Citizenship – Developing good relationships and respecting the differences between people

Resources needed:

  • Sticks of chalk
  • A3 pieces of coloured paper
  • White sticker labels printed or written with positive statements such as ‘good friend’ or ‘good at sharing’ or ‘a fair person’ (at least 10 or 20 of each statement, depending on class size)
  • Other positive stickers.



  1. Sit the children in a circle and ask them to think about one thing they could say about themselves. This could be the colour of their eyes, how many siblings they have, their favourite food or a game they enjoy.
  2. Go around the circle asking each child to say their fact (model how this should be done succinctly at the very beginning, perhaps by giving your own fact)
  3. Ask the children what they noticed – that everyone said different things? There may be some repetition, but hopefully not too much.
  4. Now take the children outside and draw a very large Venn diagram (with two overlapping sets contained in a box).
  5. Point to one of the sets and call it ‘roast chicken’ and point to the other and call it ‘roast beef’. The children should now position themselves according to if they like chicken, beef, both (in the overlap) or neither (outside of the sets but within the box).
  6. Challenge anyone who criticises others for their choices.
  7. Repeat the activity a few times, using different categories: TV programmes, siblings, colour preferences etc.



Teaching point: some children may go where their friends go. Encourage them to position themselves according to their preferences, not those of their friends!

  1. Return to the classroom and give each child a piece of paper. Show them the sets of stickers and explain to any less able readers what they all say.
  2. The children should hold their piece of paper to their back (you can tape it to their shoulders with masking tape if appropriate). The children should then take a sticker which they think applies to a fellow class member and stick it to their paper.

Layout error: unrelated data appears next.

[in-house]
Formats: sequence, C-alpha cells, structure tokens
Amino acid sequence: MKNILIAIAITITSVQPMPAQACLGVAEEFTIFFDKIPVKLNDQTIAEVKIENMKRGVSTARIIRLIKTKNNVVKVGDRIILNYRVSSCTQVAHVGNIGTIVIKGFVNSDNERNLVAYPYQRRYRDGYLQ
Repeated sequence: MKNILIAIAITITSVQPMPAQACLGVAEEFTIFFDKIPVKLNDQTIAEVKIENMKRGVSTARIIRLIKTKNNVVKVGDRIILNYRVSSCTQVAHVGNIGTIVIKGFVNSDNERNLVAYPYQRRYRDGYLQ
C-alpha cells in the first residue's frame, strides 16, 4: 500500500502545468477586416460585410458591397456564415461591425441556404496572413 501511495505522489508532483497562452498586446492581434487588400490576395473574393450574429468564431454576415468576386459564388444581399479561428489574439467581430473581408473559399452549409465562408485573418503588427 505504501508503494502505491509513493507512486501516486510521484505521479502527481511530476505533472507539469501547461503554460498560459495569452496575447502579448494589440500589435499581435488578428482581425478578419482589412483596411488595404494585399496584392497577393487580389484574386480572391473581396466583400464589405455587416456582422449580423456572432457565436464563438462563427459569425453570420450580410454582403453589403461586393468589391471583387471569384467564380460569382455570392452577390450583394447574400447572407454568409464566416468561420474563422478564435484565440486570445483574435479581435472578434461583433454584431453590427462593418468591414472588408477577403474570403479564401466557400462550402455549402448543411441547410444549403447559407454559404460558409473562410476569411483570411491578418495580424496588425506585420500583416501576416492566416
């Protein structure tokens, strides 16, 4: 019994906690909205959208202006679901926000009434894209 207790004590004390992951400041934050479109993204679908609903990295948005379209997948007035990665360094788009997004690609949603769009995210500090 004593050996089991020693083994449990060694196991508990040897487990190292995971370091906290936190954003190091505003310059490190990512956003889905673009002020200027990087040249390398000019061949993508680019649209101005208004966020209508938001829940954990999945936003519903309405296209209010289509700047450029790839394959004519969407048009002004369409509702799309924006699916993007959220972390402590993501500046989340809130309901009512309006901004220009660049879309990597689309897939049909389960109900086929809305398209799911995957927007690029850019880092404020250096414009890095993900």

3. Encourage the children to stick as many stickers to others’ sheets as they can. They shouldn’t tell the recipient what they are sticking as they do so. Monitor this sticking activity so that all children get roughly the same number of stickers (get involved in some sticking if necessary. More able/older children could be encouraged to write positive messages as well as sticking stickers.
  4. Sit down as a class and look at the sheets. They should be filled with positive statements.

Recap how everyone may be very different, but that everyone is valued by others.



Further Activities:

Make a class book of kindness documenting all the kind deeds carried out by the children over a term. These could take the form of drawings, notes, photographs or commendations from other children/staff in school.

Have a jar of lolly sticks (one per child, each with their name on). At the beginning of each day, draw out two sticks at random. The two names pulled should try to do kind deeds for each other during the day and report back to the class at the end of the day.

Look at children from cultures around the world and recognise similarities and differences. Focus on things we all have in common – a need to be loved, family, health and so on.

Make little paper hearts – a pattern at

Write a positive message inside each one (‘You are so kind’ or ‘I can always rely on you’) and then hand them out when appropriate.

Curriculum Areas covered:

Developing good relationships and respecting the differences between people

Pupils should be taught:

  • to recognise how their behaviour affects other people;
  • to listen to other people, and play and work cooperatively;
  • to identify and respect the differences and similarities between people;
  • that family and friends should care for each other;
  • that there are different types of teasing and bullying, that bullying is wrong, and how to get help to deal with bullying.

During the key stage, pupils should be taught the knowledge, skills and understanding through opportunities to feel positive about themselves (for example, by having their achievements recognised and by being given positive feedback about themselves)